Asset Backed Indigestion

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					                                               Merganser Investment Memorandum
                                               Asset Backed Indigestion

     Having followed the market for asset-backed securities (ABS)
closely since its inception in the mid-1980s, Merganser is well known
                                                                                                     Product Highlight:

for its commitment to this sector. During 2002, market blow-ups and
                                                                                                    Merganser Core Bond
                                                                             Merganser’s disciplined value-oriented approach to fixed income has
credit events shook the ABS market to its very core. Were these iso-
lated events, or are ABS securities riskier than many investors             served our core bond clients well over the past five years. Our rigor-
believed? Now, more than at any time in the history of the ABS market,      ous, common sense approach to credit and structure research, coupled
investors are asking whether asset-backed securities are worth the pay-     with a prudent sell discipline, has generated consistent excess returns
up. In this investment memo we will review a few of the ground-shaking      relative to the Lehman Aggregate Index. If you are considering
events of 2002, we will attempt to answer these and other questions, and    changes in your fixed income allocations, we would be pleased to
we will review our strategy for this sector going forward.
                                                                            speak with you about our capabilities in core bond management.
2002 – A Record Year for Issuance, and for Downgrades…
       The ABS market tallied up another record year for new issuance       ated by S&P in this sector during the year.
in 2002. According to data from Salomon Bros., new ABS issuance in          Event Risk Reared Its Ugly Head
2002 was $424 billion, a 17% increase from the prior year. Although
this supply was comfortably absorbed, the market for ABS also experi-              Nervousness over this downgrade activity was exacerbated by sev-
enced quality ratings downgrades at a level unprecedented in its history.   eral blow-ups in the asset-backed market during the year. Suddenly,
                                                                            what had come to be known for over a decade as a safe haven was feel-
       S&P reports that it initiated 688 downgrades of asset-backed se-     ing decidedly unsafe. “Event risk,” a term once thought to be relevant
curities during 2002, which is approximately 2.8 times the previous         only to corporate and emerging market debt instruments, was revealed
year’s record of 245 downgrades. This exceeded the cumulative num-          as a force to be reckoned with in the ABS sector as well.
ber of downgrades recorded by S&P from the market’s inception in
1985 through 2001 (637 downgrades). The year’s 688 downgrades were                 The highest profile event, and in many ways the most interesting
initiated across 306 ABS transactions and impacted 14 collateral types.     (and most troubling), was the default in November 2002 of all National
The downgrades were highly concentrated in problem sectors. Corpo-          Century Financial Enterprise’s (NCFE) healthcare receivables securi-
rate defaults reached a post-depression high, with obvious negative         tizations. NCFE had grown to become the nation’s largest financier of
implications for CDOs (collateralized debt obligations backed by high       healthcare receivables by issuing asset-backed notes that were secured
yield bonds). Three hundred and thirty-two of the 688 downgrades, or        by receivables purchased from healthcare providers. Fraud and self-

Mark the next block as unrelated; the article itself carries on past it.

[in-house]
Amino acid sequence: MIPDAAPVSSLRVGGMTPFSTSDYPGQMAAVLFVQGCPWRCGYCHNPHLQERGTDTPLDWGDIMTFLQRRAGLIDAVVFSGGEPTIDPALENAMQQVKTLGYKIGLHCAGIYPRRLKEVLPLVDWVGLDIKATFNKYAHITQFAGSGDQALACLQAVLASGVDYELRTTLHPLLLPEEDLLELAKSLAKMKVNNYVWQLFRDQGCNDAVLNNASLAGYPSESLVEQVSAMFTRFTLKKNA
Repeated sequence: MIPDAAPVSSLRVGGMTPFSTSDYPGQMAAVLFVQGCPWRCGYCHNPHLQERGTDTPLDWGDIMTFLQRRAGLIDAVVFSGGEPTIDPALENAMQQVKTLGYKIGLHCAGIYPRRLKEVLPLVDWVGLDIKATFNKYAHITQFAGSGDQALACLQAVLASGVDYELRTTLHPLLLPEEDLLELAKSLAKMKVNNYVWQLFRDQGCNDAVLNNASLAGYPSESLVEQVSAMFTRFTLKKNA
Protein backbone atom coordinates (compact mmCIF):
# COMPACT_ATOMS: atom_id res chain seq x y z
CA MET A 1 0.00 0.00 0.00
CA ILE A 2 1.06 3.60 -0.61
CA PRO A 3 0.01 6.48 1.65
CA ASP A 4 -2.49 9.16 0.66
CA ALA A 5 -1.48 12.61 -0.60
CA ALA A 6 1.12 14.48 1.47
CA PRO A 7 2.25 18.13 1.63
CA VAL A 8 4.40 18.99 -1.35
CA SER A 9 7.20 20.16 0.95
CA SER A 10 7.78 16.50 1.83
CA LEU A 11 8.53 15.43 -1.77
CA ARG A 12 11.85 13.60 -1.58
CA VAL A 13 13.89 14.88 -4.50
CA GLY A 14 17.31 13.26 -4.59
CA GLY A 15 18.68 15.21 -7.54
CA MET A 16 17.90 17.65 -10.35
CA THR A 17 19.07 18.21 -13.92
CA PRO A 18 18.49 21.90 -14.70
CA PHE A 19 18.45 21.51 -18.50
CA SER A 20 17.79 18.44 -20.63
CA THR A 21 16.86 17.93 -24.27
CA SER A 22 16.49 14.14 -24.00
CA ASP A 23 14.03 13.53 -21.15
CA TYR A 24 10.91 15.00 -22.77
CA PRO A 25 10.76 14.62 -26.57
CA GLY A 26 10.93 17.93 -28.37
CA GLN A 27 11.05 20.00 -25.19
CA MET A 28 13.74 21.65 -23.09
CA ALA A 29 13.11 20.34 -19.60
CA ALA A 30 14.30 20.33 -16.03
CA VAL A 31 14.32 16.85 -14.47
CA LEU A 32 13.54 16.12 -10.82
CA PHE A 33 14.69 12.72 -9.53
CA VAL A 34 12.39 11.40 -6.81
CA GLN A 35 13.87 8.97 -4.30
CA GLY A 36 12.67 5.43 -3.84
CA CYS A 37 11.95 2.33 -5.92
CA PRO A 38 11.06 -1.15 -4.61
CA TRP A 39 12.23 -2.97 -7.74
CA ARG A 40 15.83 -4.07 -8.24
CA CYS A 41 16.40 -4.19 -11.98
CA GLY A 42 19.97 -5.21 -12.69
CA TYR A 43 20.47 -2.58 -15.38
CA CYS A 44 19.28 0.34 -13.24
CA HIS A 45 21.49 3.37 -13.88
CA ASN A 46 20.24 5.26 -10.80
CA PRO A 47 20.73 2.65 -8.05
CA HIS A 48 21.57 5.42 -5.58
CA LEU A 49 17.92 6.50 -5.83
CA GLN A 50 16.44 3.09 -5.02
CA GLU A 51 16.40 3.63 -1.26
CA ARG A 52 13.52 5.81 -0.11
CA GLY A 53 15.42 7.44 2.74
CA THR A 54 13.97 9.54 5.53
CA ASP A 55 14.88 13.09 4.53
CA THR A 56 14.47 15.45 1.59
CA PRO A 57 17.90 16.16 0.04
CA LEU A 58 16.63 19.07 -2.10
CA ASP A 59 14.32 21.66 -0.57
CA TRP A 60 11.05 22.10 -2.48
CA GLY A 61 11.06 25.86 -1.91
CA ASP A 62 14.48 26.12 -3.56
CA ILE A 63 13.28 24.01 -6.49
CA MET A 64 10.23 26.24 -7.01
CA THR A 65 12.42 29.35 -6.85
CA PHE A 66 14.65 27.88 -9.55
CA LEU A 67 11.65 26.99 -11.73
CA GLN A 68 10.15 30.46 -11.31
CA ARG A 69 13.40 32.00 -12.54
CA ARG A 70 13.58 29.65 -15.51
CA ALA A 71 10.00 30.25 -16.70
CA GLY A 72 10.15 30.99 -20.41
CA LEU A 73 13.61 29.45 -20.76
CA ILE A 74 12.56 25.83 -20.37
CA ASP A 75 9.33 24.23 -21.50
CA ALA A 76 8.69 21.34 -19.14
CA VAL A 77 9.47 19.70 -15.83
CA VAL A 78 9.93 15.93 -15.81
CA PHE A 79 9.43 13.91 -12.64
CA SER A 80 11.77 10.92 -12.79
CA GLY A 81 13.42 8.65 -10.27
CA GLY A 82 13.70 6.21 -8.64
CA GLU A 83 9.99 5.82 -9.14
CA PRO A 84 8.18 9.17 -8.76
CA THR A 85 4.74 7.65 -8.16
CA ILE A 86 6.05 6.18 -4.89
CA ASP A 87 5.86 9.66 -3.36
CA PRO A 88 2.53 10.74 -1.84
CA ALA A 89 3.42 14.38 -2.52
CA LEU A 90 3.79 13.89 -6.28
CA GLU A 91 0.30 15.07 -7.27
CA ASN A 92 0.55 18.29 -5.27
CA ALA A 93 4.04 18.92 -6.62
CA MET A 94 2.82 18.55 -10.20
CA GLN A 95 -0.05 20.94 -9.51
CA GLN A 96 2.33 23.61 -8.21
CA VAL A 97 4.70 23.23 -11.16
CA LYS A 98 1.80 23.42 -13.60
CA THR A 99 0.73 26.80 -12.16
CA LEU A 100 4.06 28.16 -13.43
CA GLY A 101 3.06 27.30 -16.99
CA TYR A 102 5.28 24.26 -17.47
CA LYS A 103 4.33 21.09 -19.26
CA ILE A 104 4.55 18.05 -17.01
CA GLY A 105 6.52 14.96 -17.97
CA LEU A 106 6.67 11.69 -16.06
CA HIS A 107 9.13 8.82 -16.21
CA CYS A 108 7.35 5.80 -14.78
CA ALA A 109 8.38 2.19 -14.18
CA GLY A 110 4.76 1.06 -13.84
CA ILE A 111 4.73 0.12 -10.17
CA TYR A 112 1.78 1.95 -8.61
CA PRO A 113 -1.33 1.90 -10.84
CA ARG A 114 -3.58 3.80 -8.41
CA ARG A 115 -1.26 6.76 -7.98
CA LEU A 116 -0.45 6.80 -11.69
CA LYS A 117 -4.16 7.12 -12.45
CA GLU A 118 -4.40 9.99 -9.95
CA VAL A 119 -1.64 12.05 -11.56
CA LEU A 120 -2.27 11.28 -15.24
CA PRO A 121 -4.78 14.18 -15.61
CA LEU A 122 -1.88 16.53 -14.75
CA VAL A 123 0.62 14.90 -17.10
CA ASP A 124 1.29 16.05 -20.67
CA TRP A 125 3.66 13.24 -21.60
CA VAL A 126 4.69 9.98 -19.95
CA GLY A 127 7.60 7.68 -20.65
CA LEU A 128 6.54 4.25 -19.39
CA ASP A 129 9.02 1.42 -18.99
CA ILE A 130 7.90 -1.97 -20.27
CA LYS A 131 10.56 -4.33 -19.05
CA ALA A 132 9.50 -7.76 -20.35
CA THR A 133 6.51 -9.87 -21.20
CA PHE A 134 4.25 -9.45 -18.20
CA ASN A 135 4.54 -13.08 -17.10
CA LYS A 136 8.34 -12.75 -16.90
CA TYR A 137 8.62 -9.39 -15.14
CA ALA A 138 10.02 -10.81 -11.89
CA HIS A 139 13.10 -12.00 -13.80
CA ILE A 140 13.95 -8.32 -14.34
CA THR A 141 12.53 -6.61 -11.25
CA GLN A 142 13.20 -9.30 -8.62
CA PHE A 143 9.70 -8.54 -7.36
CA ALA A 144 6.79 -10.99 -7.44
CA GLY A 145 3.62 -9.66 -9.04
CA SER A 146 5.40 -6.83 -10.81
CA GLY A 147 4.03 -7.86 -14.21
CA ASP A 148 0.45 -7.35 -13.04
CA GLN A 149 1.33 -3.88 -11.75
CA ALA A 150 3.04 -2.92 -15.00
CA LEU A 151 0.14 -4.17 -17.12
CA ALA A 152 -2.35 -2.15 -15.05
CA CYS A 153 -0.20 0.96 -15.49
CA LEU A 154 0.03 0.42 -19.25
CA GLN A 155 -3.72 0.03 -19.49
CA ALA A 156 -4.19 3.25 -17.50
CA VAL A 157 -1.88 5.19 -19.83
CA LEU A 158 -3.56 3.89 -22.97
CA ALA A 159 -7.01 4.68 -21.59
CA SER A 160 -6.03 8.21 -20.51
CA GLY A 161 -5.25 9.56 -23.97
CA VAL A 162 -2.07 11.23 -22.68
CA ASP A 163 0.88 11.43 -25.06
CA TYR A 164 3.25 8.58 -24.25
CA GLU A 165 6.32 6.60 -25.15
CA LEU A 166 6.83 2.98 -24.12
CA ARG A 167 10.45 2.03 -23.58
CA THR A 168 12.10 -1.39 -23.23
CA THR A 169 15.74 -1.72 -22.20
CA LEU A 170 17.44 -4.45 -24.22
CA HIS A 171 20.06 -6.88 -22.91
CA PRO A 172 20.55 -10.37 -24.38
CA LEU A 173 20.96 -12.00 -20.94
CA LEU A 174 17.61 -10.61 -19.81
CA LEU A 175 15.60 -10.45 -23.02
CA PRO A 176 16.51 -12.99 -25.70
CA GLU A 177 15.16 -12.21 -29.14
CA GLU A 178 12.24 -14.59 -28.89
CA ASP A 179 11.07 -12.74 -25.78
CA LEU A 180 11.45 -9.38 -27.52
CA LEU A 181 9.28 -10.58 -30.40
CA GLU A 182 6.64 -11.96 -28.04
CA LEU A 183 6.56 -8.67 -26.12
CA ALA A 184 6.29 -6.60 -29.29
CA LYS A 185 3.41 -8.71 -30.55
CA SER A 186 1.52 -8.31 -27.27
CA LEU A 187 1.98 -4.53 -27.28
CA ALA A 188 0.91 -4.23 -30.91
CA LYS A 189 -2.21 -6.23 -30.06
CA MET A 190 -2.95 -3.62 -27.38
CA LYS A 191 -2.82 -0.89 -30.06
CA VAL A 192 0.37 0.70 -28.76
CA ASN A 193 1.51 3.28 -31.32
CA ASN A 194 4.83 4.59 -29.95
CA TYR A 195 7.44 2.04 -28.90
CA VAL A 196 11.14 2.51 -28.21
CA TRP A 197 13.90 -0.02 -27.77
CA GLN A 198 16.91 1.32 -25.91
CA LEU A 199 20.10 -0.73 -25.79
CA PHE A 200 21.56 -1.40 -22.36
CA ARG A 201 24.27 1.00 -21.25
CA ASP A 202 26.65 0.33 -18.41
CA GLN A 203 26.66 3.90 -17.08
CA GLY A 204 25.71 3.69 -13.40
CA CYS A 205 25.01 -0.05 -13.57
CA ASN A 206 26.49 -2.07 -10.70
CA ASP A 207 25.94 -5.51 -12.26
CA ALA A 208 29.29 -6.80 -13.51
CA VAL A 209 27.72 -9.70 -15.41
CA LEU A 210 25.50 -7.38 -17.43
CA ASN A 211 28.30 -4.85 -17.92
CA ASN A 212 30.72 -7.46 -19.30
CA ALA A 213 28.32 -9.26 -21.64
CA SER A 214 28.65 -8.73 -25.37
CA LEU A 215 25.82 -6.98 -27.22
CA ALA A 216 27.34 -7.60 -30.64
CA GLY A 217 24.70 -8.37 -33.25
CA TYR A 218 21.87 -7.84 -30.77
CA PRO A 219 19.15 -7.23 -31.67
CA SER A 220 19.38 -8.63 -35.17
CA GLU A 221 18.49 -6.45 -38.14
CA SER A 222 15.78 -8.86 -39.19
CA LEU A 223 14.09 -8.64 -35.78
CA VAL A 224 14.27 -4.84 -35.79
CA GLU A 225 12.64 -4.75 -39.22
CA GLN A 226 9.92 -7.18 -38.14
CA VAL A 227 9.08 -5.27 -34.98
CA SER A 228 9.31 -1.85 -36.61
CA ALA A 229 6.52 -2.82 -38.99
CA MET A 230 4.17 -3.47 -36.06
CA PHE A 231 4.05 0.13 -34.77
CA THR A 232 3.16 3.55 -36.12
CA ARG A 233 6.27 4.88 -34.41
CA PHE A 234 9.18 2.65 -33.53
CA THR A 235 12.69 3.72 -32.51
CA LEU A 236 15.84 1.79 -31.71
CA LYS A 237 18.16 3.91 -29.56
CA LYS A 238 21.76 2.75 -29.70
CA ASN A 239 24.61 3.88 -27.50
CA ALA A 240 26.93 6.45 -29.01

48%, were for CDOs and synthetic transactions. The manufactured             dealing by the issuer on a massive scale went undetected by rating
housing sector, dominated by Conseco Finance, received 174 down-            agencies and NCFE’s bond underwriters. Although the facts are still
grades (mostly for Conseco’s subordinated tranches). The aftermath of       emerging, it is also alleged that the bond trustee for at least one of the
September 11 left the travel and tourism industries in distress, with two   transactions had allowed the issuer to withdraw cash reserves (ear-
major airlines and two rental car companies filing for Chapter 11 pro-      marked to protect bondholders) in violation of the indenture. Nearly
tection. Relative to market size, aircraft lease-backed bonds suffered      $3.5 billion face amount of bonds were held by investors, who will be
more downgrades than any other asset class, as the demand for aircraft      lucky to recover a few cents on the dollar.
sharply declined and has been slow to recover. Lower lease rates and               A second interesting occurrence involved the circumstances lead-
parked (i.e. unused) aircraft adversely impacted asset performance.         ing up to the early amortization of the NextCard trust, which was
While aircraft leases represent a small fraction of the ABS market, 63      considered to be a high-quality portfolio. NextCard (through a wholly-
securities, representing $9 billion in outstanding issues, were down-       owned subsidiary, NextBank) began originating and servicing VISA
graded in 2002. Problems in ABS backed by franchise loans expanded          credit card accounts in the late 1990s, relying almost exclusively on the
in 2002 from a few lenders to encompass most of the industry. Fran-         internet as a marketing channel. Poor credit underwriting and fraudu-
chise delinquencies, which began the year at 11%, rose nearly every         lent accounting resulted in the insolvency of NextBank, which was
month and finished the year at 20%. Fifty-four downgrades were initi-       closed by bank regulators in early 2002, and the FDIC was appointed

Merganser Capital                     99 High Street, Boston, MA 02110-2320             tel: (617) 494-1000         fax: (617) 528-4899
Management LP
Asset-Backed Indigestion                                                                                     Merganser Investment Memorandum

as receiver. Inexplicably, an early amortization (commencement of im-         Our motto has always been “When in doubt, leave it out!” We are proud